NEW YORK (DTN) -- Spot-month oil futures on the New York Mercantile Exchange ended higher, but settled off session highs Thursday afternoon, paring early gains and turning mixed after the close of regular trade as market focus turned from stock draws to data showing crude production in the United States rebounded last week.
"The ending of today's trade was bearish technically since the EIA report was so solid that it should have supported prices," said analyst Kyle Cooper at IAF Advisor in Houston. "I think it's because the focus has changed to production, and the numbers show we recouped the prior week's losses despite a decline in the rig count for the week-ended June 30."
EIA's Weekly Petroleum Status Report for the final week of June showed U.S. crude production increased 88,000 barrels per day (bpd) to 9.338 million bpd, near a two-year high of 9.35 million bpd seen for the week-ended June 16. U.S. oil production is nearly 1.0 million bpd higher than a year ago and 1.37 million bpd above their five-year average.
So far this year, oil production has risen 568,000 bpd, and is 641,000 bpd higher than when the Organization of the Petroleum Exporting Countries agreed in November 2016 to reduce their production by 1.2 million bpd effective Jan. 1, with the deal now extended through March 2018. Production by Russia and nine other non-OPEC producers has also been cut in coordination with OPEC.
Rising U.S. production plus recovery in Libyan and Nigerian production have offset the OPEC-led production cuts.
Earlier in the session, oil futures rallied after both the EIA and American Petroleum Institute reported bigger-than-expected stock draws for crude and gasoline, with implied demand also strong.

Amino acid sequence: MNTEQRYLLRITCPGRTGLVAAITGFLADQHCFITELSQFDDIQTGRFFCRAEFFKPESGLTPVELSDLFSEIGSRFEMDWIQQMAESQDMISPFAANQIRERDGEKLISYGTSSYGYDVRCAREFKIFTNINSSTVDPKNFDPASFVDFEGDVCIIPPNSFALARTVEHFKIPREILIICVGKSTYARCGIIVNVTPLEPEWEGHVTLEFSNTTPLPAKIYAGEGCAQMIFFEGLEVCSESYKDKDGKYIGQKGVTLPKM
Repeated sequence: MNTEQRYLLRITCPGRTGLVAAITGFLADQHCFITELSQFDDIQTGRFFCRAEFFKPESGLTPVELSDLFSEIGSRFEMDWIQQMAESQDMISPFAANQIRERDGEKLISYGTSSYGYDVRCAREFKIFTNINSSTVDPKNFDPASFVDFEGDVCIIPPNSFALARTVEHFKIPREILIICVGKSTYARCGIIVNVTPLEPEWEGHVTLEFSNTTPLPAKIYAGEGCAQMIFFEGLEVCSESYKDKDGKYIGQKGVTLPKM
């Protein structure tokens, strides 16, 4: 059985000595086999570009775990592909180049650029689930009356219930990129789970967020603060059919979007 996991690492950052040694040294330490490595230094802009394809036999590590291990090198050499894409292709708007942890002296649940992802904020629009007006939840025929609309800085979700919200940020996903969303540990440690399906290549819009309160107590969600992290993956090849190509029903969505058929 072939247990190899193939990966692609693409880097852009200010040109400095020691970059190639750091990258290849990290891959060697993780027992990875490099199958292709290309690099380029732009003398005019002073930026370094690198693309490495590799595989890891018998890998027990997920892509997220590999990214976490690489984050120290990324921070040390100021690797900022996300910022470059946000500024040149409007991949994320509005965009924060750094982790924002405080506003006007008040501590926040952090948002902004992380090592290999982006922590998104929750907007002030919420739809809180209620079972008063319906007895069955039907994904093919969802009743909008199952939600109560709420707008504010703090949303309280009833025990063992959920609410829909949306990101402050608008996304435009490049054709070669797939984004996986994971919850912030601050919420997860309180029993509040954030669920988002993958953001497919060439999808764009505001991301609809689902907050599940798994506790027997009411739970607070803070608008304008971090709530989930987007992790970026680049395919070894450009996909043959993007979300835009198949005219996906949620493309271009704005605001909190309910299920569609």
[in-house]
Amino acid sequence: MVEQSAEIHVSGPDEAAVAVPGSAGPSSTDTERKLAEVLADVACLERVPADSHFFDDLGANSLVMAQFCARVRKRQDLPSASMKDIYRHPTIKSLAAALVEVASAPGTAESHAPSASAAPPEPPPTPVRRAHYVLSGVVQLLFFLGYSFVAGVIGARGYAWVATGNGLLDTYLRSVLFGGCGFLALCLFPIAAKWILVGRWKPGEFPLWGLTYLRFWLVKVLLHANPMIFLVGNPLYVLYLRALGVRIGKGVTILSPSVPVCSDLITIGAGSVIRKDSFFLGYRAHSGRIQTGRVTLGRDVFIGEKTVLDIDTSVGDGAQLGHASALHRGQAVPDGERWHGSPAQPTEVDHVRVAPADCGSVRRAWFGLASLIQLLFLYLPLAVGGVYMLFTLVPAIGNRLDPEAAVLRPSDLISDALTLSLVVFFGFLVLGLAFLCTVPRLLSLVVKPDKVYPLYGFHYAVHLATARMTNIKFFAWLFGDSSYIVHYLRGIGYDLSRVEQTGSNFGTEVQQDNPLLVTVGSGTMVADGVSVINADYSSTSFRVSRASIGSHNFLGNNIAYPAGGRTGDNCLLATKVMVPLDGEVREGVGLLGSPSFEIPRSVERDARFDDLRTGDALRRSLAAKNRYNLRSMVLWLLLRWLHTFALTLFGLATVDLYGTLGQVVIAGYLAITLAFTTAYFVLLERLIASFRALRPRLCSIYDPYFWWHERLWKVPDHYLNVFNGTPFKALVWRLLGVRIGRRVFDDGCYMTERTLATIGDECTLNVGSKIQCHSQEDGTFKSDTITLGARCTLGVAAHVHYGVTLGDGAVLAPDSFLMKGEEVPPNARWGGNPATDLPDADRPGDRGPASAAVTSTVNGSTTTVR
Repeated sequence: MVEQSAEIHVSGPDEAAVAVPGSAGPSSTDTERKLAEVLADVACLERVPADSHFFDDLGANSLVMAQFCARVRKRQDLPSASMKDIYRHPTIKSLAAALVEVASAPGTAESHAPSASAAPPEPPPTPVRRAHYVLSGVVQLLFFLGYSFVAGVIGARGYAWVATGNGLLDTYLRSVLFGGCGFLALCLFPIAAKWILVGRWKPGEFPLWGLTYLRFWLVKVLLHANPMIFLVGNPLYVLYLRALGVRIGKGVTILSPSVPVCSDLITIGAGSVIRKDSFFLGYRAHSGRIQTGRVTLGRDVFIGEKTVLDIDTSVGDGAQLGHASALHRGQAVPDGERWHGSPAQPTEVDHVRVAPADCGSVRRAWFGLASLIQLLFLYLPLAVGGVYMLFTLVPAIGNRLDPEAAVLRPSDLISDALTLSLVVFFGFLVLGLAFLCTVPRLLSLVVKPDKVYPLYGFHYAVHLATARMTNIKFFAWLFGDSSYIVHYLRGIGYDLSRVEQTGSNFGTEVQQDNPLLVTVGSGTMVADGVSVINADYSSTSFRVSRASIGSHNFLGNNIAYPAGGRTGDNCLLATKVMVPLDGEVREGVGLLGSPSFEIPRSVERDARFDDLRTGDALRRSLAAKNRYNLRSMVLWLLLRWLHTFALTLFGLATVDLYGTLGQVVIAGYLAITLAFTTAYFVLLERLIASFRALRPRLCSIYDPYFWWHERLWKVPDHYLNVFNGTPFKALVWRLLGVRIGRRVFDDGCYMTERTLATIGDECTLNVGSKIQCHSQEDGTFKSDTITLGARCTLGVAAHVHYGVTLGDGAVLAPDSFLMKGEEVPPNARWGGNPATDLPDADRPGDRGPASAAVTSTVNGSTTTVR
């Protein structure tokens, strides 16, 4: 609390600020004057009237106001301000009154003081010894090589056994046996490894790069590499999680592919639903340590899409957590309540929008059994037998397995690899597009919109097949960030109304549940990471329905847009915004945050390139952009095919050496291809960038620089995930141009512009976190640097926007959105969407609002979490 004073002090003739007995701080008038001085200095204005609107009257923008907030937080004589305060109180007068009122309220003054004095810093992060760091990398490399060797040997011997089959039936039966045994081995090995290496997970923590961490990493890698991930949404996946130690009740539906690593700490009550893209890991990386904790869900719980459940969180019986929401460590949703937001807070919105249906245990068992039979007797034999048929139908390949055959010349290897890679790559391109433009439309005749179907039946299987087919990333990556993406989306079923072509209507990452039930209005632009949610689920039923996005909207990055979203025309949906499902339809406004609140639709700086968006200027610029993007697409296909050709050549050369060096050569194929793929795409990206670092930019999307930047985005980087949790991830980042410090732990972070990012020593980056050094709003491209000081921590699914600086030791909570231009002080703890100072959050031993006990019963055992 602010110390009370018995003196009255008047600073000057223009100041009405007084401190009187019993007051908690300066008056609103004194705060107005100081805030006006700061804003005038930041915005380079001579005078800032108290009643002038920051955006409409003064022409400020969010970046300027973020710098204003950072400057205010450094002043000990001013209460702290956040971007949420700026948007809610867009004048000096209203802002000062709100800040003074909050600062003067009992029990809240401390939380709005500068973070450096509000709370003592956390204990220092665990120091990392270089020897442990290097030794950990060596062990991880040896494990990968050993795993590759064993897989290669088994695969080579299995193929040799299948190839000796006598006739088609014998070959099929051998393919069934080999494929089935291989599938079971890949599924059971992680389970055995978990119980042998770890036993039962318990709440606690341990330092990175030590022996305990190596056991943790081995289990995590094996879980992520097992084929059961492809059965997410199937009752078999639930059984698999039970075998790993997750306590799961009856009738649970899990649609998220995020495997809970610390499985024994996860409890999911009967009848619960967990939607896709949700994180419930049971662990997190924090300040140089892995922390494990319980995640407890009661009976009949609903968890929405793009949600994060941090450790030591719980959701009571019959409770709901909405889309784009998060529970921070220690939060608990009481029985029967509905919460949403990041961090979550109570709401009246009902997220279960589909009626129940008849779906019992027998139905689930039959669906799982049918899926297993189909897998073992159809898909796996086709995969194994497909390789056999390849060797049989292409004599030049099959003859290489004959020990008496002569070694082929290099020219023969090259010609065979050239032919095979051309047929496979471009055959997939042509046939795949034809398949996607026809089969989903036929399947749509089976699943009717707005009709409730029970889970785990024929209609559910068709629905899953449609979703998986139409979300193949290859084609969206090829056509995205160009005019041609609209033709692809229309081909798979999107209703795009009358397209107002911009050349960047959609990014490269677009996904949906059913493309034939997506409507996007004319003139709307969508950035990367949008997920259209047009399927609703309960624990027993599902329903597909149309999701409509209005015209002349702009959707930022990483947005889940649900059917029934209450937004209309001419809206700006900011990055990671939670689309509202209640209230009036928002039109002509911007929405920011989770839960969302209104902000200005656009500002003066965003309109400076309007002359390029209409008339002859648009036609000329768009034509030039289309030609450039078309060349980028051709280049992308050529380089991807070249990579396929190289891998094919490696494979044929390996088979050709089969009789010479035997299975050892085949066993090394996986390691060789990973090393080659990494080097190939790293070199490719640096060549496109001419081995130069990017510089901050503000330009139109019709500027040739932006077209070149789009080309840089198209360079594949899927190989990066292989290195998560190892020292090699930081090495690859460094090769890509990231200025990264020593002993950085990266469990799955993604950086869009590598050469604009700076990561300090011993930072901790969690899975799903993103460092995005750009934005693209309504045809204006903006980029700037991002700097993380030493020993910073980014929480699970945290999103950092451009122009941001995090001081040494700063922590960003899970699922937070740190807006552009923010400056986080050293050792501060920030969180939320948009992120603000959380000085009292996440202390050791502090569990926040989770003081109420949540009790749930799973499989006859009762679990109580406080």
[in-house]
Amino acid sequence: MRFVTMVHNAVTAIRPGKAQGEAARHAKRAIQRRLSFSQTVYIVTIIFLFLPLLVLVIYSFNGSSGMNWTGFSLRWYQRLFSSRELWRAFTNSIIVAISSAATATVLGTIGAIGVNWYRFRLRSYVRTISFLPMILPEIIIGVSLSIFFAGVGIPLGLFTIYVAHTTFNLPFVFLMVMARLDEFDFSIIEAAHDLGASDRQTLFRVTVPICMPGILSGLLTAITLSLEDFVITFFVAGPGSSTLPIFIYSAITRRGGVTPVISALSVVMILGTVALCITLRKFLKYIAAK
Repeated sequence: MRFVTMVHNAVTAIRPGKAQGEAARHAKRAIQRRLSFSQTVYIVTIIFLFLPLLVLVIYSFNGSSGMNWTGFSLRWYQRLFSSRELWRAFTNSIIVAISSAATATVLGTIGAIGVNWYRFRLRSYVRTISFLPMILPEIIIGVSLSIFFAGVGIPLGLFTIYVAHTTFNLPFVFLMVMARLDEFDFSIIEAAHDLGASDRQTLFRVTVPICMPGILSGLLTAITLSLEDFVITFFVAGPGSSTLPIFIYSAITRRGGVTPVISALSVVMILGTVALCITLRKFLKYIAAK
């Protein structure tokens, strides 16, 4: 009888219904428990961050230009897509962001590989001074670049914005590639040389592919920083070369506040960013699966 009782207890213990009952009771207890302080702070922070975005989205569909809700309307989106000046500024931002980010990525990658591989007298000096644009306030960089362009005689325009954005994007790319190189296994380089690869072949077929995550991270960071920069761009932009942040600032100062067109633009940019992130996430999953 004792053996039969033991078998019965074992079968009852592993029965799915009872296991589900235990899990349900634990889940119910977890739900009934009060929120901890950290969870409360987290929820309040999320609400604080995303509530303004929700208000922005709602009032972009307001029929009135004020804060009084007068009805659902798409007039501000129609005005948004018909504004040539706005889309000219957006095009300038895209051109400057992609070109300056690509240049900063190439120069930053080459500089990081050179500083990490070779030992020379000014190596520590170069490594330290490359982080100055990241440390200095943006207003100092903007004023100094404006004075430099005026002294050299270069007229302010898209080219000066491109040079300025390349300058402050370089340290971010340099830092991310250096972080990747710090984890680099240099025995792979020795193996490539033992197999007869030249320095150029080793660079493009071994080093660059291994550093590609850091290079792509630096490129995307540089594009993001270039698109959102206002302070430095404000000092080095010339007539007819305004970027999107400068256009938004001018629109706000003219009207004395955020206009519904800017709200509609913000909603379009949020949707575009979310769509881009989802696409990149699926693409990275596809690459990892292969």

EIA's data showed crude oil supply plunged 6.3 million barrels (bbl) to a 502.9 million bbl during the final week of June, cutting a year-over-year surplus to 9.2 million bbl, or 2%, while 104.3 million bbl above their five-year average.
Gasoline supply fell 3.7 million bbl and distillate fuel stocks tumbled 1.8 million bbl, EIA reported, while demand increased by 167,000 bpd for gasoline and by 293,000 bpd for distillate fuels. Refinery crude inputs, a proxy for crude demand, rose 251,000 bpd to 17.14 million bpd, as refineries ramped up operations by 1.1% to 93.6% for the week.
Analyst Cooper said most hedge funds are still bearish despite recent rallies and cited Andy Hall, one of the well-known bullish investors who expressed concerns that market oversupply would keep oil prices under pressure for a while. Morgan Stanley bank also warned U.S. production will have to drop more before oil prices can recover.
NYMEX August West Texas Intermediate crude futures settled 39 cents higher at $45.52 bbl, of a session high of $46.53. IntercontinentalExchange September Brent futures settled 32 cents higher at $48.11 bbl, easing off a session high of $49.18.
August ULSD futures edged up 0.34 cent to $1.4819 gallon at settlement, moving off an intraday high of $1.5096. August RBOB futures rallied 2.63 cents to $1.5287 settlement, having traded to a one-month high of $1.5417.
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